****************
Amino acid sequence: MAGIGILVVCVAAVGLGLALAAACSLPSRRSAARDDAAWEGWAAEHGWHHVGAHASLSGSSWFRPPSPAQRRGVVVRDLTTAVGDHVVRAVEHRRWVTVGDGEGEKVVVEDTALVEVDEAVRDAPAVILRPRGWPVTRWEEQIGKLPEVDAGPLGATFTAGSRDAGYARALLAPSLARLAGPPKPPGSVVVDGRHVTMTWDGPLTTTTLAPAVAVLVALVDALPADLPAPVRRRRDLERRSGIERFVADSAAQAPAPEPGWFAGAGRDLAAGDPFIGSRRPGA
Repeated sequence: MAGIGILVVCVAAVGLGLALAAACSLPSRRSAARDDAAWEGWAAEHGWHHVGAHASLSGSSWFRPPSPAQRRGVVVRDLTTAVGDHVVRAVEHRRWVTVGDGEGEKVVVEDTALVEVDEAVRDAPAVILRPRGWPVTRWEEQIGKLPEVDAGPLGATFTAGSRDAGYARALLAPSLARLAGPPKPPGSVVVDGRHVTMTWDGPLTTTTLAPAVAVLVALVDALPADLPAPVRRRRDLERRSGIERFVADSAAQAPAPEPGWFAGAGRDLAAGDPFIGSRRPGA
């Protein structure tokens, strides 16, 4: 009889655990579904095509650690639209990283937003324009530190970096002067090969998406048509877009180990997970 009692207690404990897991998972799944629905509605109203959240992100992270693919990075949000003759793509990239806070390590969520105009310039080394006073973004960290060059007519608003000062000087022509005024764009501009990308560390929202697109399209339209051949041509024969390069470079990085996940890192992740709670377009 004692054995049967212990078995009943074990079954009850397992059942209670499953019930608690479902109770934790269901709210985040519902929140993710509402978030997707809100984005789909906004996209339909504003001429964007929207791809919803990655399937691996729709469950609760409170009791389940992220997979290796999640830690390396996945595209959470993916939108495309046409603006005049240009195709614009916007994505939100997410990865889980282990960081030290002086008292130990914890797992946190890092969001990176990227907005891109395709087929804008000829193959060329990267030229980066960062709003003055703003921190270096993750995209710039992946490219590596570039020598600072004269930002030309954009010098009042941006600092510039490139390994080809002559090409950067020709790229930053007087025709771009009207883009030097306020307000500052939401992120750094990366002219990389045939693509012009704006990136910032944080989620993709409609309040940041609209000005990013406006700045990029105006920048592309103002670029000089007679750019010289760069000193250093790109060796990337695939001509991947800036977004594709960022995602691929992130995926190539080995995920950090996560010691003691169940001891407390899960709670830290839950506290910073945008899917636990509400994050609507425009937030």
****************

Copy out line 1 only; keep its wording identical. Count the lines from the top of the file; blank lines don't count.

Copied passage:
Amino acid sequence: MAGIGILVVCVAAVGLGLALAAACSLPSRRSAARDDAAWEGWAAEHGWHHVGAHASLSGSSWFRPPSPAQRRGVVVRDLTTAVGDHVVRAVEHRRWVTVGDGEGEKVVVEDTALVEVDEAVRDAPAVILRPRGWPVTRWEEQIGKLPEVDAGPLGATFTAGSRDAGYARALLAPSLARLAGPPKPPGSVVVDGRHVTMTWDGPLTTTTLAPAVAVLVALVDALPADLPAPVRRRRDLERRSGIERFVADSAAQAPAPEPGWFAGAGRDLAAGDPFIGSRRPGA